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Ind vs Pak – T20 World Cup 2022 – Virat Kohli

He may have been “lost for words” at the end of an epic game, but Virat Kohli was confident that his unbeaten 82-of-53 against Pakistan in the MCG was the best T20 innings of his career, “due to the size of the game and what the situation was”.

From 31 for 4 in a 160 chase on a snappy pitch, Kohli made a snappy comeback with Hardik Pandya, taking 113 runs for the fifth wicket. Kohli was front right and center to the dramatic last left, who had two wickets, a no-ball for pitch, a walk, a six – from Kohli, who else! – and fights between the Pakistani players and the umpires, before R Ashwin hit the winning run of the final ball.

“It’s a surreal atmosphere,” Kohli told his former India coach Ravi Shastri on Star Sports after the game. “I honestly have no words for it. I have no idea how that happened.”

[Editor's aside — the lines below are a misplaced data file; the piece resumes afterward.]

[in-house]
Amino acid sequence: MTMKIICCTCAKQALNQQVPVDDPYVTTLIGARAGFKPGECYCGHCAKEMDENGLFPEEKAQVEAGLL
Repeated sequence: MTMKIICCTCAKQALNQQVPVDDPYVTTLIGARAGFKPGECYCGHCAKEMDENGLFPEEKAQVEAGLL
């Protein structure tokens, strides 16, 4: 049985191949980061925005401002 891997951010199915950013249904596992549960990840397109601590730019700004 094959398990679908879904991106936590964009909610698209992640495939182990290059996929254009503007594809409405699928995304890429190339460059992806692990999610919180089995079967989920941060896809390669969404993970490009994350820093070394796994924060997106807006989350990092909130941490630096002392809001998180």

“I kind of pumped myself up to get two sixes when we needed 28 out of eight and that became 16 out of six”

Virat Kohlic

‘A lot of praise for Hardik’
The task seemed “impossible” at one point, Kohli admitted. Midway through the chase, India needed 115 from 60 balls. Kohli was on 12 out of 21 and later admitted he “felt a lot of pressure”. It was Hardik, Kohli said, who changed the mood as soon as he came to bat.

“I think Hardik should be given a lot of credit,” Kohli said. “Because he came in and he was very, very positive. He kept telling me, you know, just keep hitting the ball, just keep pushing the holes ‘Let’s get deep into the game, it can happen, we can do it. Honestly, I felt a lot of pressure at that stage. Because I’ve been in these situations quite a few times. So I understand that as a senior player, guys play so long, a lot of expectations, a lot of responsibility for you.